Tag Archives: Computer

The empty brain


In Our Own Image, Author: George Zarkadakis.
The Computer and the Brain, Author: John von Neumann.
How to Create a Mind: The Secret of Human Thought Revealed, Author: Ray Kurzweil.
Remembering, Author: Frederic Bartlett.
The Future of the Brain, Author: Steven Rose.

By Robert Epstein – Here is what we are not born with: information, data, rules, software, knowledge, lexicons, representations, algorithms, programs, models, memories, images, processors, subroutines, encoders, decoders, symbols, or buffers – design elements that allow digital computers to behave somewhat intelligently.

Not only are we not born with such things, we also don’t develop them – ever.

We don’t store words or the rules that tell us how to manipulate them. We don’t create representations of visual stimuli, store them in a short-term memory buffer, and then transfer the representation into a long-term memory device. We don’t retrieve information or images or words from memory registers. Computers do all of these things, but organisms do not.

Computers, quite literally, process information – numbers, letters, words, formulas, images. The information first has to be encoded into a format computers can use, which means patterns of ones and zeros (‘bits’) organized into small chunks (‘bytes’).

Computers really do operate on symbolic representations of the world. They really store and retrieve. They really process. They really have physical memories. They really are guided in everything they do, without exception, by algorithms.

Humans, on the other hand, do not – never did, never will.

Given this reality, why do so many scientists talk about our mental life as if we were computers? more> https://goo.gl/MkaP9H


The Man Who Tried to Redeem the World with Logic


Principia Mathematica, Authors: Alfred North Whitehead and Bertrand Russell.
The Ego and the Id, Author: Sigmund Freud.

By Amanda Gefter – Their building block was the proposition—the simplest possible statement, either true or false. From there, they employed the fundamental operations of logic, like the conjunction (“and”), disjunction (“or”), and negation (“not”), to link propositions into increasingly complicated networks. From these simple propositions, they derived the full complexity of modern mathematics.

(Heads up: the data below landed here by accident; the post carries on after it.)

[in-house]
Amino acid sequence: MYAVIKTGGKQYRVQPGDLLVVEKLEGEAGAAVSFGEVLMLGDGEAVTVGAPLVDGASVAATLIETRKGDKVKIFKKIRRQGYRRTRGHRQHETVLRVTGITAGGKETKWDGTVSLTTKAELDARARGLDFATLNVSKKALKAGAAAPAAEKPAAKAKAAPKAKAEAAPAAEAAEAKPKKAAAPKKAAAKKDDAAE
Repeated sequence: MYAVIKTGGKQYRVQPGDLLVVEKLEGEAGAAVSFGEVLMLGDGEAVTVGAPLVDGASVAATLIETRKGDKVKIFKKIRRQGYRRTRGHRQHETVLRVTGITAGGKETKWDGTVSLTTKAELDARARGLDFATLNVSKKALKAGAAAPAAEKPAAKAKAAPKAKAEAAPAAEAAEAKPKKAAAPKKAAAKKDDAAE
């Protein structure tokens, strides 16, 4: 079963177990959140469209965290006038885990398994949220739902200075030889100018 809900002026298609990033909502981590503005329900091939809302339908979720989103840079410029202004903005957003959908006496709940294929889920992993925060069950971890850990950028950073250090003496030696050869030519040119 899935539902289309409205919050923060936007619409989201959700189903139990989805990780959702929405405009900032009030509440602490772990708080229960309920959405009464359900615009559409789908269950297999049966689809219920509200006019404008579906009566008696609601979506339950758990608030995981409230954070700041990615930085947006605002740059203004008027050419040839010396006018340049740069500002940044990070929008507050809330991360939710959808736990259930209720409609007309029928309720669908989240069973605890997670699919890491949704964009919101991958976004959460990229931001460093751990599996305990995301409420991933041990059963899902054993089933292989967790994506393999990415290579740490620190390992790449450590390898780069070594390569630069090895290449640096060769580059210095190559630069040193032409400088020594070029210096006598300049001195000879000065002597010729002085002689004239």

Which got Warren McCulloch thinking about neurons. He knew that each of the brain’s nerve cells only fires after a minimum threshold has been reached: Enough of its neighboring nerve cells must send signals across the neuron’s synapses before it will fire off its own electrical spike. It occurred to McCulloch that this set-up was binary—either the neuron fires or it doesn’t.

A neuron’s signal, he realized, is a proposition, and neurons seemed to work like logic gates, taking in multiple inputs and producing a single output. By varying a neuron’s firing threshold, it could be made to perform “and,” “or,” and “not” functions. more> http://goo.gl/ywv7iQ

Buying our way out of the IPO era

By Jill Priluck – Dell was so small that the IPO wasn’t mentioned in the New York Times. At around $12 million, or $23 million in 2013 dollars, the book value of Dell’s common stock likely would have been too low to entice a modern-day Goldman Sachs, one of its lead underwriters. But Dell’s IPO was a winner. In two months, its stock price jumped from 19 cents to $8.50 per share. By the end of the year, it had made $159 million in sales.

Last week, Dell announced a stunning $24.4 billion leveraged buyout. If the plan manages to survive, it will allow Dell to reboot his ailing company free from the public glare. The deal is the largest of its kind since 2008, but it’s also notable because it marks the waning of the public company era. more> http://tinyurl.com/aqymycj

ENIAC, world’s first digital computer, turns 66


English: ENIAC in Philadelphia, Pennsylvania G...

Image @Wikipedia

By Michael Cooney – Introduced to the world on Feb. 14, 1946, the ENIAC — Electronic Numerical Integrator and Computer — was developed by the University of Pennsylvania’s John Mauchly and J. Presper Eckert under a 1943 contract with the U.S. Army. It was the world’s first large-scale electronic general-purpose digital computer, and its development was the birth of large computing systems that dominated the industry for years to come. Here we take a quick look at its development and history. more> http://is.gd/obAJol